We rendezvoused at Bimbi Caravan Park, near Cape Otway, (a must for koala lovers) on Friday night and made plans for the next day. Saturday dawned grey but no rain. We were hopeful. We got down to the Eric the Red site - still no rain.
The first thing we noticed was the lack of sand, which usually covers most of the shore platform. On this particular morning its absence gave us our first view of the entire fossil layer and its extent. On previous visits to the site, we had glimpsed areas of conglomerate exposed between patches of sand and were unsure of its extent. Now we could see all the layers and we immediately started searching the newly exposed conglomerate for exposed bones.
We were rewarded with the discovery of six exposed bones, weathering on the surface of the shore platform - one in the area where the partial dinosaur skeleton was found six years ago and five bones in the newly exposed area. It was a great start to the weekend and we talked excitedly about future work at the site.
Then the rain came. It started as a drizzle and built up to a miserable drenching downpour. We toughed it out until lunchtime, but then admitted defeat when it became increasingly difficult to tell the difference between the bones and coal in the conglomerate.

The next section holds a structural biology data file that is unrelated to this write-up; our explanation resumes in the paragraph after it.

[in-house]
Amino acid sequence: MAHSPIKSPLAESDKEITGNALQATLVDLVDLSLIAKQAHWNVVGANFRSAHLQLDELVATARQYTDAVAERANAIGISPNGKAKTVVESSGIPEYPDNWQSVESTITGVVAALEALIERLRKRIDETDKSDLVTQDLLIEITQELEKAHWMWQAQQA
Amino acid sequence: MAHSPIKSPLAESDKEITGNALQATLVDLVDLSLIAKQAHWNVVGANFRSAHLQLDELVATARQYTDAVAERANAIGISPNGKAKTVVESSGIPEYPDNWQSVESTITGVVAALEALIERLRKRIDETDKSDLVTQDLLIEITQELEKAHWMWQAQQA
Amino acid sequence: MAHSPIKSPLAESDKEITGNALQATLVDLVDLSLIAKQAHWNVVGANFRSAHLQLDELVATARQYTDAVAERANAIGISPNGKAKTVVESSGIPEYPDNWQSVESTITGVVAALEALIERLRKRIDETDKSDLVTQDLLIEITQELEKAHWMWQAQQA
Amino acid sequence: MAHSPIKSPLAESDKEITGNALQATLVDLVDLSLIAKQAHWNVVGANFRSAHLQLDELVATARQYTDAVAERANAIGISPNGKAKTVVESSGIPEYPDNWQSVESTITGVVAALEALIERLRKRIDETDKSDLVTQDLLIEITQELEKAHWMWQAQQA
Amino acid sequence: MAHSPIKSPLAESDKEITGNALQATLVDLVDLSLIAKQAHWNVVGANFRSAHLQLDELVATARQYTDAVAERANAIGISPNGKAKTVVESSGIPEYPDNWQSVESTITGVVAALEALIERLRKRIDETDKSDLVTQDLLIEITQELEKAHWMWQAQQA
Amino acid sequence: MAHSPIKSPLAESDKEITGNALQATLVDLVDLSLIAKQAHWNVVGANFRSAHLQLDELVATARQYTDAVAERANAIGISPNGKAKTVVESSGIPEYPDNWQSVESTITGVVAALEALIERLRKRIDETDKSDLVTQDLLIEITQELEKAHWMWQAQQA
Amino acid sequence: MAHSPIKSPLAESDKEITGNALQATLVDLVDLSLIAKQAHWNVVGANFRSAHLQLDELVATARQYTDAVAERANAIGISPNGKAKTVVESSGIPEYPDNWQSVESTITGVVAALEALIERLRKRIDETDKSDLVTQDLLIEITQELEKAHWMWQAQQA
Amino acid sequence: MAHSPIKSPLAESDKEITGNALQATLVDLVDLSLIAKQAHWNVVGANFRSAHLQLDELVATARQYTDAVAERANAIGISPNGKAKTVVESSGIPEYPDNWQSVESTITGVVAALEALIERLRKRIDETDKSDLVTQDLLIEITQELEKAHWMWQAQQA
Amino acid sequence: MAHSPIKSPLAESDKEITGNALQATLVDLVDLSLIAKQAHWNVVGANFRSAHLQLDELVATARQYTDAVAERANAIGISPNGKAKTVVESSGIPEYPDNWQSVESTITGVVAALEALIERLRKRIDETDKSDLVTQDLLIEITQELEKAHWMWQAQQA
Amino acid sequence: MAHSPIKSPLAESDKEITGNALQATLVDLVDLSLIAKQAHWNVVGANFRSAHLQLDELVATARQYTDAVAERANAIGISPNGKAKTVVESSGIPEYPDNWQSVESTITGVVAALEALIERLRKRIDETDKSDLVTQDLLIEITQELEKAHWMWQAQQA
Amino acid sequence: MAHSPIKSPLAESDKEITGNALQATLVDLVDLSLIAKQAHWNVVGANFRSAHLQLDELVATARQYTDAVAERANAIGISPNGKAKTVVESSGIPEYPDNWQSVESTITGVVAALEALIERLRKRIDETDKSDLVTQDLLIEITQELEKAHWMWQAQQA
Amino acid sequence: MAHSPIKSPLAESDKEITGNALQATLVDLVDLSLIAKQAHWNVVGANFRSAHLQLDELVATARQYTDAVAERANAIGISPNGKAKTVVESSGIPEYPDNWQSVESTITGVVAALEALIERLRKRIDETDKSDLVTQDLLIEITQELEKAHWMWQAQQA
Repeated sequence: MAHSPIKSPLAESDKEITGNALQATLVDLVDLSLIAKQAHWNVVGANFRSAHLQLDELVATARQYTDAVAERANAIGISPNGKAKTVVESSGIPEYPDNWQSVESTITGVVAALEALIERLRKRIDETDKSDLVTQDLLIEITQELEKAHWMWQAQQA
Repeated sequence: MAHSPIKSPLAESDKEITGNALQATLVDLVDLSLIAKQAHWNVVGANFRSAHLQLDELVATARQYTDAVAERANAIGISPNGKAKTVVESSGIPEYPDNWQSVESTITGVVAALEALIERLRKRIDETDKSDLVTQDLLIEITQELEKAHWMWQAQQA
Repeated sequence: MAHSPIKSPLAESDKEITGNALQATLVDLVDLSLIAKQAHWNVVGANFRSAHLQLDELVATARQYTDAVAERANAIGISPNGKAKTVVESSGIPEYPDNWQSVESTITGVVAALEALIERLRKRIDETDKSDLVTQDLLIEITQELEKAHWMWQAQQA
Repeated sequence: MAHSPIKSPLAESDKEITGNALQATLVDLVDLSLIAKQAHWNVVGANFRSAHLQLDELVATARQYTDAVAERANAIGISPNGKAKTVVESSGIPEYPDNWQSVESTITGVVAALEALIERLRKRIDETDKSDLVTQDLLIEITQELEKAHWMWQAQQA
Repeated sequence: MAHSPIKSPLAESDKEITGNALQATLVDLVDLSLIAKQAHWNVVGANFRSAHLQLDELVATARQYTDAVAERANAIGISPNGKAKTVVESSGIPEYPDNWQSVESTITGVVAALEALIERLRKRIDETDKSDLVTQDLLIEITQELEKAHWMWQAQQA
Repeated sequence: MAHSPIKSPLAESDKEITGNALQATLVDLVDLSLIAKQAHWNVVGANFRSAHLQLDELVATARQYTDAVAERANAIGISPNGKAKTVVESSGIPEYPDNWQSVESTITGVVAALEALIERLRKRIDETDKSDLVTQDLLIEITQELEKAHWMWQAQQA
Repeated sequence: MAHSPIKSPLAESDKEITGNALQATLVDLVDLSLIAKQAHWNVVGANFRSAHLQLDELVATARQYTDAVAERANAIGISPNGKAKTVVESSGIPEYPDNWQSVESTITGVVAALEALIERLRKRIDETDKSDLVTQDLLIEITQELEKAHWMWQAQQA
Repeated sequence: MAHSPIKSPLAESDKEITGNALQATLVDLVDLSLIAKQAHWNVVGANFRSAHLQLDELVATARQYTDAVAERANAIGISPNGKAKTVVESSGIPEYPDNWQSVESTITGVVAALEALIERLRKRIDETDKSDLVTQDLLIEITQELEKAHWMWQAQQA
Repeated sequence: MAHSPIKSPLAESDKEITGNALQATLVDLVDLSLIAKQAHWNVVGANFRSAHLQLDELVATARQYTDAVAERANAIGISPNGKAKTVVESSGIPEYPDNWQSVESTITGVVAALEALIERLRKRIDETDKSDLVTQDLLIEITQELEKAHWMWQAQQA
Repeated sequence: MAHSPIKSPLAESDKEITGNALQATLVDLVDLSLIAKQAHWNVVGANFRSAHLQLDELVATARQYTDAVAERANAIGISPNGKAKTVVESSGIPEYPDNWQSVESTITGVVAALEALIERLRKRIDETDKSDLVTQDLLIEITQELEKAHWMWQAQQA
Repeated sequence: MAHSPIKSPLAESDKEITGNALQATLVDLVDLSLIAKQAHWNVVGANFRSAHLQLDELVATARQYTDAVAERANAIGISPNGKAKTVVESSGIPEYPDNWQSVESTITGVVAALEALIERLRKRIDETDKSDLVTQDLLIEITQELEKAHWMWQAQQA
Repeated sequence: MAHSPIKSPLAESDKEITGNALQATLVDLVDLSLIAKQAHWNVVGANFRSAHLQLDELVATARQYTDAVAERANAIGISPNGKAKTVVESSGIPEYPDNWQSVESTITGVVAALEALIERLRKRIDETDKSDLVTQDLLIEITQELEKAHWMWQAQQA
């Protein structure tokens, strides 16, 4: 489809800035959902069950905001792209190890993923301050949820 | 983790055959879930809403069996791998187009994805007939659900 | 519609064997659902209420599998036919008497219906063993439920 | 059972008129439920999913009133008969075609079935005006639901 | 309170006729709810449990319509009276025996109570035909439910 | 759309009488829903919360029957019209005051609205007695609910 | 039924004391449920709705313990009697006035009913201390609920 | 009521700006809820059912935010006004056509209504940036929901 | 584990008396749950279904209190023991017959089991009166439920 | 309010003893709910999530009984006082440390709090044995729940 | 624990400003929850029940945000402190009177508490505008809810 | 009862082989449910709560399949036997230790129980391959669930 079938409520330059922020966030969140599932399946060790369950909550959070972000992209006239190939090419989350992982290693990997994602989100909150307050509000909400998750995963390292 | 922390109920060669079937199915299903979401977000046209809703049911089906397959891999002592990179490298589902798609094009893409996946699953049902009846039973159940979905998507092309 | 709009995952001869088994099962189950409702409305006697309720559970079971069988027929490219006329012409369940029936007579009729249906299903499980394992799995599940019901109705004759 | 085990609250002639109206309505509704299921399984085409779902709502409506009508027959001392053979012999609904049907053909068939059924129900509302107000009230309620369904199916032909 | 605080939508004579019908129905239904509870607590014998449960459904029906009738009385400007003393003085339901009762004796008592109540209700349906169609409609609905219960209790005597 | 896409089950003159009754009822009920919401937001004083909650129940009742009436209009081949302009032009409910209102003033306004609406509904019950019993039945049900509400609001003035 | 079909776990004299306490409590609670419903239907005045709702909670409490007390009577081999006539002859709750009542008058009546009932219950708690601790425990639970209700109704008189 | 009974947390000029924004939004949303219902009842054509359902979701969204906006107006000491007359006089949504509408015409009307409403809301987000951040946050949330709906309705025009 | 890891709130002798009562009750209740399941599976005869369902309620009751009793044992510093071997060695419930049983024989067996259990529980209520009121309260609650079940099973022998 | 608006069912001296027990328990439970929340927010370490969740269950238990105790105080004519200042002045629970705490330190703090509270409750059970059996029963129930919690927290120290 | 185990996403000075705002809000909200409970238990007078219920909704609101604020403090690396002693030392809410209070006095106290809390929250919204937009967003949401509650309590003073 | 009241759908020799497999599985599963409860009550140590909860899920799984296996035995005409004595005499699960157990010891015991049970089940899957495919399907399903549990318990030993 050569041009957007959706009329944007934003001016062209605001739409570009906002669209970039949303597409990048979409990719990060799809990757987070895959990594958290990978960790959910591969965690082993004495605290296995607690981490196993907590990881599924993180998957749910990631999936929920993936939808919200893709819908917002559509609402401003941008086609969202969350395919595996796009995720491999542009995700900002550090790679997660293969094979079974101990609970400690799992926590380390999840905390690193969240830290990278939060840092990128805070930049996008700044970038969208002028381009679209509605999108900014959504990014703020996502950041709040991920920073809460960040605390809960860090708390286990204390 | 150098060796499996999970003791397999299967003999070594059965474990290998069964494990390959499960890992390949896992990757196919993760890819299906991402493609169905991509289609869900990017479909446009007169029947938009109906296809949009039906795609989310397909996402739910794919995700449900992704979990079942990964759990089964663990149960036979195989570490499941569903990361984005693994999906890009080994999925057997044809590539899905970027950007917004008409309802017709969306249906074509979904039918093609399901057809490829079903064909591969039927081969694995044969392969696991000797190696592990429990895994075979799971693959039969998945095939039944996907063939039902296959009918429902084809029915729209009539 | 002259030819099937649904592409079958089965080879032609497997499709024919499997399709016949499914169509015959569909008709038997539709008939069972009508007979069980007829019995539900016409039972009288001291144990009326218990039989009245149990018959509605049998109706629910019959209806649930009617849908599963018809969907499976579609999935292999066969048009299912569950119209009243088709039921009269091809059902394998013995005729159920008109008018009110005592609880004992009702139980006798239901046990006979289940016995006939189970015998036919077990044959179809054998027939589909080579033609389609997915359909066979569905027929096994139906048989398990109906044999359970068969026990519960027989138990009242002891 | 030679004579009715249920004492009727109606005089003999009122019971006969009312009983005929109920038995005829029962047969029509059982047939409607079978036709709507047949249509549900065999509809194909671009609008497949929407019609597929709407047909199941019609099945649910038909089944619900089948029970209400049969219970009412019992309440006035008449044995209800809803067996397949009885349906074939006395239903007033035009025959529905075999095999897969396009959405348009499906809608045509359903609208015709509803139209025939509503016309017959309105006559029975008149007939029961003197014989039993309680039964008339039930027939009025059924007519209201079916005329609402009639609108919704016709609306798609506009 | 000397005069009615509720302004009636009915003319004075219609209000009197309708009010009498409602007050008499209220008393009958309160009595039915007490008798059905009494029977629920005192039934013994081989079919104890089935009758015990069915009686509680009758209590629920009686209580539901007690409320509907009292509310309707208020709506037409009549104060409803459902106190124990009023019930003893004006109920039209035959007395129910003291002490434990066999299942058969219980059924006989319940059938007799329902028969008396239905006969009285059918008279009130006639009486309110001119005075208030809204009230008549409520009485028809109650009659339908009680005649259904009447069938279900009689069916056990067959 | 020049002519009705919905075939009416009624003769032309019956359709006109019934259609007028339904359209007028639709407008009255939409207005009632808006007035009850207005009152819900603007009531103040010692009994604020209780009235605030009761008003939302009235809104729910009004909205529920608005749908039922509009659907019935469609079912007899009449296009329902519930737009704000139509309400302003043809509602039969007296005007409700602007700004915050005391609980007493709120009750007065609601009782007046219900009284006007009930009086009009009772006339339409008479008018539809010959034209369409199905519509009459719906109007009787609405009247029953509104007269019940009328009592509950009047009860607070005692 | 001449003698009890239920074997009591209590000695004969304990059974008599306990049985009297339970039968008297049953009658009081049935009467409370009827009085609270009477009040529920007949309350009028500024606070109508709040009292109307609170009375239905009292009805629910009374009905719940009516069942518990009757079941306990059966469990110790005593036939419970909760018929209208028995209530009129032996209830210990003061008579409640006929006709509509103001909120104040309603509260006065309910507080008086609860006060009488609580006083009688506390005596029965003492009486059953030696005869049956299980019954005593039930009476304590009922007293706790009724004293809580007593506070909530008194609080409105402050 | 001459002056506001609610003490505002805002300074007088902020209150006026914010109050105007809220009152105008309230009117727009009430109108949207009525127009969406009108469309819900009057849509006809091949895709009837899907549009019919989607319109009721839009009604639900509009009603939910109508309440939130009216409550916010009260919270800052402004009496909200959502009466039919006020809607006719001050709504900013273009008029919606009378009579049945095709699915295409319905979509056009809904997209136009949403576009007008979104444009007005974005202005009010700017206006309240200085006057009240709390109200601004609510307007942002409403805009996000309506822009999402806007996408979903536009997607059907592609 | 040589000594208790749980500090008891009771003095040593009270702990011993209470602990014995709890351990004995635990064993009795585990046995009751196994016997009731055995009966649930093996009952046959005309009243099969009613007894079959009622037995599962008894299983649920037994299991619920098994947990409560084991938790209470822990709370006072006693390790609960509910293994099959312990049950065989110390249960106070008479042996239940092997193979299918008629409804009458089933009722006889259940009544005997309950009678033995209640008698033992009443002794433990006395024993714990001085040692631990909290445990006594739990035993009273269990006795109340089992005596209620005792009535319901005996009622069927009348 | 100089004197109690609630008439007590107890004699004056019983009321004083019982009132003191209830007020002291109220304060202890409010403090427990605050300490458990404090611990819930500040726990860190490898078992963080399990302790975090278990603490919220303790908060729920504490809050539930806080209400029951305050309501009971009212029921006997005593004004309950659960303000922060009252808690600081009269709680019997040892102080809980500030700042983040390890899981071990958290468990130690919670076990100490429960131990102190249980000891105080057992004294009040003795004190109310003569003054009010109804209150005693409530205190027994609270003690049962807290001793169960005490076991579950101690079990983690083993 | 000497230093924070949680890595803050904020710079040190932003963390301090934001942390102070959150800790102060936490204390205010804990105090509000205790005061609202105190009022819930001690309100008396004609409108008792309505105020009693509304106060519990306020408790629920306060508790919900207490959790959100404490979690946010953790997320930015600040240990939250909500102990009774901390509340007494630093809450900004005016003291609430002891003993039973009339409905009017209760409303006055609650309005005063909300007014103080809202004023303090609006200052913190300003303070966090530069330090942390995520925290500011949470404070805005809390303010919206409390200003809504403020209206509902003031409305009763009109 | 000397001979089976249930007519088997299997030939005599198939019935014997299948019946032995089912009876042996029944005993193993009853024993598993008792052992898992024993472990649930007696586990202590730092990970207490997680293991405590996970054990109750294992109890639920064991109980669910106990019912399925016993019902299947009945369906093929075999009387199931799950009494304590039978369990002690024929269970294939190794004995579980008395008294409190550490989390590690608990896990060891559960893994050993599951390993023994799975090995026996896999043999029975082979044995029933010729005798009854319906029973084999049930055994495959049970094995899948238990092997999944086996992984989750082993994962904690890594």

Sadly we walked away from our potential bonanza, vowing to return the next day, weather permitting.
The afternoon passed slowly, with wistful faces watching the rain fall. However, the rain eased over night and Sunday morning was grey but dry. Back to Eric the Red, where David Pickering wanted to sample a number of sections along the length of the exposure. Three areas were chosen and a small amount of rock was collected from each for further processing at Museum Victoria. The rest of the crew sat breaking some of the rock that had been excavated the day before, with interesting results.
Mary Walters found a nice skull fragment and Gerry Kool found what we are all hoping is a mammal jaw. We will know more after Dave has worked his magic on it in the preparation lab at the Museum.
The rain held off and 15 bones in total were discovered - 6 surface bones and 9 bones found during rock processing. A great result for two mornings work.
We will definitely be back next year.
Team photo to follow when Lisa (the official photographer) sends it to us.
|The first bone found in the newly|
exposed fossil layer, by Lesley Kool
|Cross section through dinosaur limb bone|
found by Lesley Kool in the newly exposed area.
|Possible turtle pelvic bone found by|
David Pickering, near the site of the
articulated dinosaur skeleton
|Some of the team watching Dave cut out|
one of the newly discovered bones,
while Lisa Nink documented the event
for the Museum Victoria blog.
|Mary holding her skully fragment. |
The sun was almost shining!
|Gerry and Mary breaking rock while|
Erich removed one of the newly
discovered bones in the background.